As an instance of mind-changing based on evidence I would point to hereditarianism, or more largely anti-blank-slatism. Countless people have moved in that direction -- despite 'contrary affective preference' in many cases, especially vis-a-vis race. The Less Wrongers are interesting in this regard, since they seem to accept such stuff empirically despite an extreme disinterest (on average) in any Pat Buchanan-style traditionism. Indeed most of them seem to have fairly little reason of any kind to be interested in it, other than the fact that it's clearly true, while there is a half-deafening constant drumbeat in the papers and institutions that it's not true -- which you have heard all your life if you are young. That does give it some import if you are just generally interested in straightening out your mind in a post-1965 world. You can't go around reading Acemoglu, for instance, or believing in Afghan or Iraqi democracy, if you want to grow less confused rather than more.

I'm not suggesting, of course, that such people are very abundant in the general Western population, but they aren't super-rarities.

Tradesmen, of course, were already largely Steven Pinker-ians in the first place.

RS said...

> hereditarianism, or more largely anti-blank-slatism

more broadly, I mean

RS said...

I'm not a rad-nominalist or whatever that word means. There's a middle ground between that and rad-platonism. Often, not always, what stands as moderate after 2,500 years of vacillating inquiry has a lot going for it. It's much the same with pragmatism : rad-pragmatism I would not never begin to approach -- it's tantamount to epistemic nihilism though I'm sure they have thought up some distinctions from the latter -- yet a grain of pragmatism (or else of sheer non-logical intuitionism) seems the only alternative to solipsism.

Alrenous said...

I'm not sure I was ever a blank-slatist as regards race. I did have to change my mind on AGW. I may not have been paying attention though. I still think the races are morally equal, regardless of their relative IQ etc. E.g. murder is still murder, regardless of perpetrator and victim.

(For perspective: I would say I had to change my mind about democracy, but it's more I'm the opposite of most in a way. It's almost impossible -not- to reason me out of a position I was never reasoned into. It hadn't occurred to me democracy per se might be a problem, so I only needed the lightest push in that direction.)

I mention this because I was a very good proggie. The HBD research is basically an open secret - I think I learned about it from New Scientist, often called Red Scientist. I expect there's many proggies who are wise in this way, but also keep their traps shut.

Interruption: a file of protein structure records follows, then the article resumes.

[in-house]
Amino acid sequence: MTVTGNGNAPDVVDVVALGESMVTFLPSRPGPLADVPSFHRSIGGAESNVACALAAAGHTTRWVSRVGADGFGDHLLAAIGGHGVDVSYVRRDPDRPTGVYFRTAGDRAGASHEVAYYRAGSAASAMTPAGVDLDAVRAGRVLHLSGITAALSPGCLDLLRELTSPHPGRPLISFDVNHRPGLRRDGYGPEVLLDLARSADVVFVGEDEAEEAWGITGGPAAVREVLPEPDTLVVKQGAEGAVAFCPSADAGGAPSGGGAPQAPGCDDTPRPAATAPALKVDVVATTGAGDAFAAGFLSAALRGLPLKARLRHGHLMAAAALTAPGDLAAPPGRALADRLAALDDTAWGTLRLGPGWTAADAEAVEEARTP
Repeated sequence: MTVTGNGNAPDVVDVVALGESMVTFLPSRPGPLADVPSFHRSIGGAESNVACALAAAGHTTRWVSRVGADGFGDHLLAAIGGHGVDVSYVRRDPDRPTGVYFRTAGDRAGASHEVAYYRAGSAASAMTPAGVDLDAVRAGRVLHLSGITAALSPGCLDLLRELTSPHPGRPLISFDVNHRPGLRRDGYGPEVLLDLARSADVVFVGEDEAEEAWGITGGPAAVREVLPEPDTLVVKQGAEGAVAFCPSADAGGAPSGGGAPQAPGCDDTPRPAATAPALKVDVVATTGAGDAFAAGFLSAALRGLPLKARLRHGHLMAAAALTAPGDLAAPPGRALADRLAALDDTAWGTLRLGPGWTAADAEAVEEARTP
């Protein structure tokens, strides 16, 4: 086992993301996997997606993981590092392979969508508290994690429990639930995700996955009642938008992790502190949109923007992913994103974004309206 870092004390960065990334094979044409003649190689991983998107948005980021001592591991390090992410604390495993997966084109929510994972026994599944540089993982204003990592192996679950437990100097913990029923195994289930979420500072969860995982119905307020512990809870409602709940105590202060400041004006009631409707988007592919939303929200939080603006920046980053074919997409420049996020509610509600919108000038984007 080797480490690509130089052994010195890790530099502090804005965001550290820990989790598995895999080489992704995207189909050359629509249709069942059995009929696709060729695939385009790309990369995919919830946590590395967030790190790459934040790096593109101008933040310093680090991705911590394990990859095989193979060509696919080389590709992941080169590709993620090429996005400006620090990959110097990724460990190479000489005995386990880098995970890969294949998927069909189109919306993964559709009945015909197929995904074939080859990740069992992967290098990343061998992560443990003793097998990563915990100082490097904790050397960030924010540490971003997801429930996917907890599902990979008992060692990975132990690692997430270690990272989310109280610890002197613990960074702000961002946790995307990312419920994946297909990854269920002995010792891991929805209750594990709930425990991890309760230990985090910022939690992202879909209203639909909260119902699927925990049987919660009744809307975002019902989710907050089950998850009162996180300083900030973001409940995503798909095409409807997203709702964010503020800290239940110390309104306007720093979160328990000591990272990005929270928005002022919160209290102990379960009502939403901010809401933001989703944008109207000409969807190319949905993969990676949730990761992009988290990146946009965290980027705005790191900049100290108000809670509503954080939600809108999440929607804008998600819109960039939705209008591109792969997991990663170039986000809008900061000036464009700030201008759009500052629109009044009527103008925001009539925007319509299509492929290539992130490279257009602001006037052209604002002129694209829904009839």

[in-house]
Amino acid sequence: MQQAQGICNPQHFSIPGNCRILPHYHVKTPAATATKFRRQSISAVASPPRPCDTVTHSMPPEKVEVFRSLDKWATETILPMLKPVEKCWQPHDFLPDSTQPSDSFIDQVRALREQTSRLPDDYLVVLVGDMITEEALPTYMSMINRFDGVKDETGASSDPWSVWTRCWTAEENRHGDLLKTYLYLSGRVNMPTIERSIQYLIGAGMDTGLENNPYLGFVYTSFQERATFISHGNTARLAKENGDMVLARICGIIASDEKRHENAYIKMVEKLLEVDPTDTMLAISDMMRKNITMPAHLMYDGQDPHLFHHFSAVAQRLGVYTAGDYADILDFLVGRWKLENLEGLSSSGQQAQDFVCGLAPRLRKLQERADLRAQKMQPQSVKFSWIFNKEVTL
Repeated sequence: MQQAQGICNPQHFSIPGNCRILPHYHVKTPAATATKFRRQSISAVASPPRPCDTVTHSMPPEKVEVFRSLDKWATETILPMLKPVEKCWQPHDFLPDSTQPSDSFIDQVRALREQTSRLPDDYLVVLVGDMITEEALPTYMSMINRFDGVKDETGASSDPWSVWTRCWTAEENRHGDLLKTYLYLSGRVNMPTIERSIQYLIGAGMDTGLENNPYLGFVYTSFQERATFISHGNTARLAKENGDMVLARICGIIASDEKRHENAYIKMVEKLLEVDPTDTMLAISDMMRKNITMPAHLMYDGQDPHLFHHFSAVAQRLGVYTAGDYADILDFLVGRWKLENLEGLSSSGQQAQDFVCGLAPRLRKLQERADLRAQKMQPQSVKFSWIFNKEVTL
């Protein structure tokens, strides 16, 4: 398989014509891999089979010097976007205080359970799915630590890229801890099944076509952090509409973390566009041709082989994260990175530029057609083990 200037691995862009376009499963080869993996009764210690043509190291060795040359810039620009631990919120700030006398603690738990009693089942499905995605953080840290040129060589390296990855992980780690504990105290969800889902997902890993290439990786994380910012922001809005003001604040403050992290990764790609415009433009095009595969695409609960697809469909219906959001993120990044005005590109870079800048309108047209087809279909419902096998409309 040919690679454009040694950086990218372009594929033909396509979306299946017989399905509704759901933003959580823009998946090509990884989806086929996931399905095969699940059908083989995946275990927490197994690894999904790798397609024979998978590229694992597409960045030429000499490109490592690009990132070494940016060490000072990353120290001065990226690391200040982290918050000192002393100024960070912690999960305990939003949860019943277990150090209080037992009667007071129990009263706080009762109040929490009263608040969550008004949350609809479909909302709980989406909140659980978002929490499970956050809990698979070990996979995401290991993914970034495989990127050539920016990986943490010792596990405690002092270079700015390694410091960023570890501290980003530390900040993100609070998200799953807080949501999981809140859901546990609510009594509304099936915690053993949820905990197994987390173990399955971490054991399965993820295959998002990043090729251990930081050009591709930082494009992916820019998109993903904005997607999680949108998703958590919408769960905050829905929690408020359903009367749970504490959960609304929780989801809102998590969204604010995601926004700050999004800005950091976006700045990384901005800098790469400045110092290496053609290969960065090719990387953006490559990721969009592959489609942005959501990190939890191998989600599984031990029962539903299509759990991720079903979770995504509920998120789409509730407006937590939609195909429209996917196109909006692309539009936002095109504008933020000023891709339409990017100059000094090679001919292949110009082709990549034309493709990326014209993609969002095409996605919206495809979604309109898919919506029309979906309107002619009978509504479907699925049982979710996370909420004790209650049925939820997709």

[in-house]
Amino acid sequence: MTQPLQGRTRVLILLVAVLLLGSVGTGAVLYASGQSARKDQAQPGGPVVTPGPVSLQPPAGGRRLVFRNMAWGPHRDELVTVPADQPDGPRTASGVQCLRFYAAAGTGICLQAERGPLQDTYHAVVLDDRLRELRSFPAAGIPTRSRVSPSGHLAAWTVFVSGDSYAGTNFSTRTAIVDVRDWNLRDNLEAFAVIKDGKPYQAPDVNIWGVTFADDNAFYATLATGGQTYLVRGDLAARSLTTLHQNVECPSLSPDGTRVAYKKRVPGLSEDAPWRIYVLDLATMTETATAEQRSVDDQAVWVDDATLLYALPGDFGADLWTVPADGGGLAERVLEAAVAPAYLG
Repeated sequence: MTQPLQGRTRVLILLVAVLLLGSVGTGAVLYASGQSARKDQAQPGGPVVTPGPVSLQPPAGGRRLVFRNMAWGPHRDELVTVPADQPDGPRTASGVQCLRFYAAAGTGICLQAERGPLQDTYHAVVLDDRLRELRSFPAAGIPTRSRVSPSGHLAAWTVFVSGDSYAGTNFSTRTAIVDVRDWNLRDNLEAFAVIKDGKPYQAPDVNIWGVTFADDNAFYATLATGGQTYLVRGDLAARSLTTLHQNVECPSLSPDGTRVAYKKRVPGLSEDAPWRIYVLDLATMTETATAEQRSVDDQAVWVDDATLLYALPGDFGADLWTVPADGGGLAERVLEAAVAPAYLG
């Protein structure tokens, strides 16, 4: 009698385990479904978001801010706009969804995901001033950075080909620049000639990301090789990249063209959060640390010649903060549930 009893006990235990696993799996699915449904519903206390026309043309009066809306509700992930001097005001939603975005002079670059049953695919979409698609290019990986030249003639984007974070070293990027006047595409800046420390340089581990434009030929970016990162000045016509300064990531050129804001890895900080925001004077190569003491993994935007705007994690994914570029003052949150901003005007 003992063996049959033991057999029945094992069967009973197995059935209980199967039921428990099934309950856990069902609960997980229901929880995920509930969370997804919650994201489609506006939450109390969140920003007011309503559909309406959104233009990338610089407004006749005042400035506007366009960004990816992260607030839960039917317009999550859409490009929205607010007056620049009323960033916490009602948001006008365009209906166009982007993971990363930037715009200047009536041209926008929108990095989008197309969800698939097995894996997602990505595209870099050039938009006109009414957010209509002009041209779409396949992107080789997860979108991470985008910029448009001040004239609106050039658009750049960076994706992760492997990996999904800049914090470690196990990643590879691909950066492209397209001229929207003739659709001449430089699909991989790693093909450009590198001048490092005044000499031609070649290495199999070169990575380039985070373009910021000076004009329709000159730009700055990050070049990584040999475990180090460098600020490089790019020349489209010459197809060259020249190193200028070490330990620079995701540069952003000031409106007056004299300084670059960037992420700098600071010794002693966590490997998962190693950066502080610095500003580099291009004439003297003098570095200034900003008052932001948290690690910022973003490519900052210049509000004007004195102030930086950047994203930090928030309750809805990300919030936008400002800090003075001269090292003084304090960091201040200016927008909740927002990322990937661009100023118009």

I've never thought of the cure for solipsism as a kind of pragmatism. It is, isn't it? But I would say it's more humility. I cannot prove that other humans are conscious, but I certainly believe they are. This doesn't mean I might be wrong, it strongly suggests my articulable expertise in epistemology is lacking. I should be able to prove it, I just can't. I should at least be able to explain why I'm so sure, but I can't do that either.

But I do not pretend to believe in my philosophy things I do not believe in my heart, so I must simply accept reality humbling me in this way.

RS said...

I think I was mistaken ; a grain of pragmatism or intuitionism is not really so necessary for rejecting solipsism.

The entire problem is that I have radical access to my qualia/subjectivity but not to that of others. OK, but I can still -- without recourse to any grain of pragmatism, intuitionism, or humility -- radically observe my own objective nature and that of others, and see they are quite similar.

Thus solipsism appears unlikely to be true, even without the 'grain'. After all, solipsism either posits some unobserved superior force & genius (in the cartesian sense) that has given qualia to me alone, or posits that darwinian processes have created it in me alone, but not in others who objectively resemble me. Both ideas are pretty out-there, so the 'grain' is only needful for truly, extremely radical rejection of solipsism. But it's not clear why so radical a rejection is or would be needed. I don't think life or philosophy yields much absolute knowledge, or needs much.

Alrenous said...

Of course you have radical access to your own subjectivity. That's what subjectivity means. If you had access to another's, it would be objective, as I would also have access.

I don't see how you're observing that others are similar in the relevant ways without some pragmatism. Behaviour is all objective, which (through many layers of inference) implies that it can occur without subjectivity. Indeed this is one of those absolutes that can be disproven by a single counter-example. What act can I perform that a robot cannot? Without such an act, there's no evidence that can distinguish between a person and a p-zombie.

(To be fair I think I'm on the trail of exactly some such evidence... But, if I find it, I will be the first.)


Solipsism need not posit any of those things. I think pragmatism is sneaking in again.

It simply posits that I shouldn't believe in things for which I have no evidence. I have evidence of my own mind, but will, by definition, never have solid evidence of anyone else's. That's certainly weird, and disobeys the cosmological principle, but humility in the face of evidence is a necessity.


It's pretty important. I suspect there are real p-zombies. Some are born blind, and some are born mind-blind. Thing is, how do you diagnose? How do you test? Unlike races, the mind-blind are morally different.

Alrenous said...

I wanted to use the term Copernican principle, instead of cosmological, to credit a person instead of a bureaucracy. Remembered a bit late, though.

Drew said...

It's pretty important. I suspect there are real p-zombies. Some are born blind, and some are born mind-blind. Thing is, how do you diagnose? How do you test? Unlike races, the mind-blind are morally different.

I think that dennets liquidation of this problem is tantamount; that everyone is a p-zombie, because the premises that would require us to have the ineffable thing that would make us not p-zombies are actually untenable.

People are born with slightly different brains, and each one has slightly different capacities for skills, but none of them have this conscious nugett at the centre. is theory is called the multiple drafts theory.

Alrenous said...

Dennett is wrong. His biases are showing.